Michael Barone

Presidents tend to set the agenda for their parties. Most of the party's members of Congress tend to go along.

This has been increasingly the case as Americans over the last two decades have got out of the habit of splitting their tickets and have voted, in proportions not seen since the 1940s, entirely for candidates of one party or the other.

When Barack Obama first took the oath of office in January 2009, his fellow Democrats, with their large majorities in Congress, hurried to pass his key legislation.

The $787 billion stimulus package was passed in February. In June, the House of Representatives passed cap-and-trade legislation intended to reduce carbon emissions.

Obamacare took longer and was nearly derailed when Republican Scott Brown won the special Senate election in Massachusetts in January 2010. But in March, Speaker Nancy Pelosi and Obama rallied the House of Representatives to pass it anyway.

Democrats didn't need and didn't do much to seek Republican support. Three Republican senators voted for the stimulus. Eight House Republicans voted for cap-and-trade. Not a single Republican voted for Obamacare.

The large majority of Democrats voted for all three. Some paid a political price when Democrats lost 63 House seats in November 2010. But even after that, almost all Democrats continued to support Obama's positions on major issues.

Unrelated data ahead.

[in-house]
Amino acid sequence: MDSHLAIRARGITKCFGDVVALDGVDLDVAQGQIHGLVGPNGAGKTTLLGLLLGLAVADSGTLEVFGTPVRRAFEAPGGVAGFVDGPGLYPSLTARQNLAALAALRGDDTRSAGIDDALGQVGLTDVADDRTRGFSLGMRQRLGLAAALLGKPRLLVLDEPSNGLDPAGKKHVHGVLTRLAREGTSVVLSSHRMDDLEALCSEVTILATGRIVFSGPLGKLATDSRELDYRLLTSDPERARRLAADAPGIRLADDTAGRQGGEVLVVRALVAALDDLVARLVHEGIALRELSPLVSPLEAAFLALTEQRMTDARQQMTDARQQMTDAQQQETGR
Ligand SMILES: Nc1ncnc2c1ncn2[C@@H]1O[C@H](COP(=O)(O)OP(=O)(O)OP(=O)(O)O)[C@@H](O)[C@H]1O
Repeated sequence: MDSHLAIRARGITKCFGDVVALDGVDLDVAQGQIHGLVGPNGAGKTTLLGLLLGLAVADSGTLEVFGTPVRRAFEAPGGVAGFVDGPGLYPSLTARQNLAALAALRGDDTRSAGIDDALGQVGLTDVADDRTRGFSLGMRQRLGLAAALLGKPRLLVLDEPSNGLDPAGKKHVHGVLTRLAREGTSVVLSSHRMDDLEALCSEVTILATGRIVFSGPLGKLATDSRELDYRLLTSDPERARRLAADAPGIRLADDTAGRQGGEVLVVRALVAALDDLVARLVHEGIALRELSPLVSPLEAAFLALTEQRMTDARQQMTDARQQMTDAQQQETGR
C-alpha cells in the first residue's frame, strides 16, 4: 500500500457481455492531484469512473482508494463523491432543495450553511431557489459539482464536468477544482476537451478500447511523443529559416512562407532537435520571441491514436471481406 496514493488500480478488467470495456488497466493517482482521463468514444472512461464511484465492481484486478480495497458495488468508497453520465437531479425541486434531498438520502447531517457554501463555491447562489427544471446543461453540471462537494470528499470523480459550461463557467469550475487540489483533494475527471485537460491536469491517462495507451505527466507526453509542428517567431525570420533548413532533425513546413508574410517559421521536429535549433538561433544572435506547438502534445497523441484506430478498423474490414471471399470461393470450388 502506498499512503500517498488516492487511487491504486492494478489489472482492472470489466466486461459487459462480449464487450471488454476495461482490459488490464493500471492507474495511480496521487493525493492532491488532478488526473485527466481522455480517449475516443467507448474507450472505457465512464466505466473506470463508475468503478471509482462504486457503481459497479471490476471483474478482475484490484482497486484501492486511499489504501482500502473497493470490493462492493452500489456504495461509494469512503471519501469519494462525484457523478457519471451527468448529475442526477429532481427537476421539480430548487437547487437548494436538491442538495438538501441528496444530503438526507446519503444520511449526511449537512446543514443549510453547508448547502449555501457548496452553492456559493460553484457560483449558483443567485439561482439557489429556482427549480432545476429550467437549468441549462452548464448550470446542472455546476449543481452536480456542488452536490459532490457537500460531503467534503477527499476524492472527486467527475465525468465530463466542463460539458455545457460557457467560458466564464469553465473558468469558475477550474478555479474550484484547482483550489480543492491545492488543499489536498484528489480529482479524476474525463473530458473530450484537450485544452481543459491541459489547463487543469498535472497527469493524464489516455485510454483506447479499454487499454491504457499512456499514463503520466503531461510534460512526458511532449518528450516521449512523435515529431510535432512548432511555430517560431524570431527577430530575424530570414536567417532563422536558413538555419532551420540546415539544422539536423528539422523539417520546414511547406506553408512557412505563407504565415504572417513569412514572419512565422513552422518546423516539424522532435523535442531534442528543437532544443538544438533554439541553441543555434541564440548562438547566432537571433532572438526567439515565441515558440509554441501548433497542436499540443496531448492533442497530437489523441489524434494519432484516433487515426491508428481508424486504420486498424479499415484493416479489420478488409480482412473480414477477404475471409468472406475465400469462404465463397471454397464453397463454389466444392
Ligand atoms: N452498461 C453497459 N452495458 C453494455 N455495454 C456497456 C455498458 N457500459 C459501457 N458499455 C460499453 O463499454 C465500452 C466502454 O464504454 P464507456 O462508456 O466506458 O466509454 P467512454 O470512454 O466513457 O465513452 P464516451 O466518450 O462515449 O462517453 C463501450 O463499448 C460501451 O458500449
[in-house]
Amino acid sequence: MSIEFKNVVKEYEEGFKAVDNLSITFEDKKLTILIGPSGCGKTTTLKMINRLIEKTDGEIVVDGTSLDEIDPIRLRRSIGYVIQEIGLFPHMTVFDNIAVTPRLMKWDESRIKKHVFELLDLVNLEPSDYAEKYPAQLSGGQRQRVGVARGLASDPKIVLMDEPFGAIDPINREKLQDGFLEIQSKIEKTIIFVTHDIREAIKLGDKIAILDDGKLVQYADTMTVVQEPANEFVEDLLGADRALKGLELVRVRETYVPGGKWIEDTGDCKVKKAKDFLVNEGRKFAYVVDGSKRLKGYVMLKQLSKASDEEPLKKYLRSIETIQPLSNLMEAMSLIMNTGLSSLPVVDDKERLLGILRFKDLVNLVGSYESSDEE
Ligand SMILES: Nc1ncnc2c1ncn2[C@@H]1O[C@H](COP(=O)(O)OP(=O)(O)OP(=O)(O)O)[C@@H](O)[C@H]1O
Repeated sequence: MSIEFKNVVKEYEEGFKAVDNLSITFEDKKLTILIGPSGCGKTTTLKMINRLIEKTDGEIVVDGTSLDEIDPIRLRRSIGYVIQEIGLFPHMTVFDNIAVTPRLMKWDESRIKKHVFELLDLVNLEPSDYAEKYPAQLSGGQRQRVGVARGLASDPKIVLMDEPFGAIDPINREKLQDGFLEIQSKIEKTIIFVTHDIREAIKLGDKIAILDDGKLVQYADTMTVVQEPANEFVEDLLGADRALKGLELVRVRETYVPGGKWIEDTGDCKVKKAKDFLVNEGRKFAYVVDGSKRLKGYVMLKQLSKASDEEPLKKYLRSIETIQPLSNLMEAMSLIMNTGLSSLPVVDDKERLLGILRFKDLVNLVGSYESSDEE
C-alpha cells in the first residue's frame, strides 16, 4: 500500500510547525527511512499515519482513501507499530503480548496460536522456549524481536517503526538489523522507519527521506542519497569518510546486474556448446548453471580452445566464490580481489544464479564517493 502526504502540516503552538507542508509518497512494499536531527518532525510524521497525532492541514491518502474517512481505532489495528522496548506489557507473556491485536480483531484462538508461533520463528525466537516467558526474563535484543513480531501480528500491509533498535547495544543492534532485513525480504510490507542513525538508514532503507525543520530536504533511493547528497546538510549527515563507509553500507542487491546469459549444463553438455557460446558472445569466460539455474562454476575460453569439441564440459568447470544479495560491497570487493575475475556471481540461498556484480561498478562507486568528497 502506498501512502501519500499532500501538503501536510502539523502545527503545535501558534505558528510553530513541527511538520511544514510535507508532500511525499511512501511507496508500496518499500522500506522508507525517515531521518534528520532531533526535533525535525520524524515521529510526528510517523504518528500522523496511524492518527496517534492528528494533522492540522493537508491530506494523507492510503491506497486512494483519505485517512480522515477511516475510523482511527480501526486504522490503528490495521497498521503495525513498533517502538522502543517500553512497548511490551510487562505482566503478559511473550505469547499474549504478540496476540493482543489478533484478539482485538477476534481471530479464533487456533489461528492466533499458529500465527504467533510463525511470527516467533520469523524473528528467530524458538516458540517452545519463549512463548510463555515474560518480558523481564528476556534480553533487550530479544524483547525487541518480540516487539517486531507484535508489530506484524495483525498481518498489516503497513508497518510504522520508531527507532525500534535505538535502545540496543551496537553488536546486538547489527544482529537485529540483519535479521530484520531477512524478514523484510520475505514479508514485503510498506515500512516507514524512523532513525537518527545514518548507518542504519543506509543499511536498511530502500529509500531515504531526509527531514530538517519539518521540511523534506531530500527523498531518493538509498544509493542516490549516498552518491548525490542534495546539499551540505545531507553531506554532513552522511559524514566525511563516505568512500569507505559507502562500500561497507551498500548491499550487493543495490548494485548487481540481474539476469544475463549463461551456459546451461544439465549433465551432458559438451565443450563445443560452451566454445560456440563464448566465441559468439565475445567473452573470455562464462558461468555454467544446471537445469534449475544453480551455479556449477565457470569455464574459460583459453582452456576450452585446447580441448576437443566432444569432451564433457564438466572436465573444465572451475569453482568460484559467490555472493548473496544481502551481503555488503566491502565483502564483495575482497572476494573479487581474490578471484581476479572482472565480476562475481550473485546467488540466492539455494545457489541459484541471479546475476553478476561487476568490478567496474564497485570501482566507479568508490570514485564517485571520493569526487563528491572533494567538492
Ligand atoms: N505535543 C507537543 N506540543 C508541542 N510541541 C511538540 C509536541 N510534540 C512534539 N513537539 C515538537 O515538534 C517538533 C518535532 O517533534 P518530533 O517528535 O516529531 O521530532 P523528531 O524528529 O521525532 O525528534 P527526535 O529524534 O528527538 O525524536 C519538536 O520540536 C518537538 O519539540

Democratic voters went along, too. The 2012 exit poll shows that 92 percent of Democrats voted for Obama.

Now, suddenly, we are seeing some signs of Democratic discontent. The revelations of National Security Agency surveillance disturbed many Democratic voters and a not-inconsiderable number of Democratic senators and congressmen.

This was not the change they were seeking.

In the past two weeks, congressional Democrats have done more than express dismay. They have stymied two presidential initiatives on important public policies.

After Obama called for a congressional authorization of the use of military force in Syria, Democrats did not line up in large numbers in support. The whip counts of various news organizations and blogs showed some Democrats opposed and many Senate Democrats and most House Democrats as uncommitted.

The White House might have lined up enough to pass a resolution in the Senate. But with most House Republicans opposed, that seemed impossible in the lower chamber.

Obama's policy turnaround might of made this academic. Perhaps the unwillingness of Democrats to accept this agenda item may have undermined the credibility of any presidential threat to use force in Syria or elsewhere.


Michael Barone

Michael Barone, senior political analyst for The Washington Examiner (www.washingtonexaminer.com), is a resident fellow at the American Enterprise Institute, a Fox News Channel contributor and a co-author of The Almanac of American Politics. To find out more about Michael Barone, and read features by other Creators Syndicate writers and cartoonists, visit the Creators Syndicate Web page at www.creators.com. COPYRIGHT 2011 THE WASHINGTON EXAMINER. DISTRIBUTED BY CREATORS.COM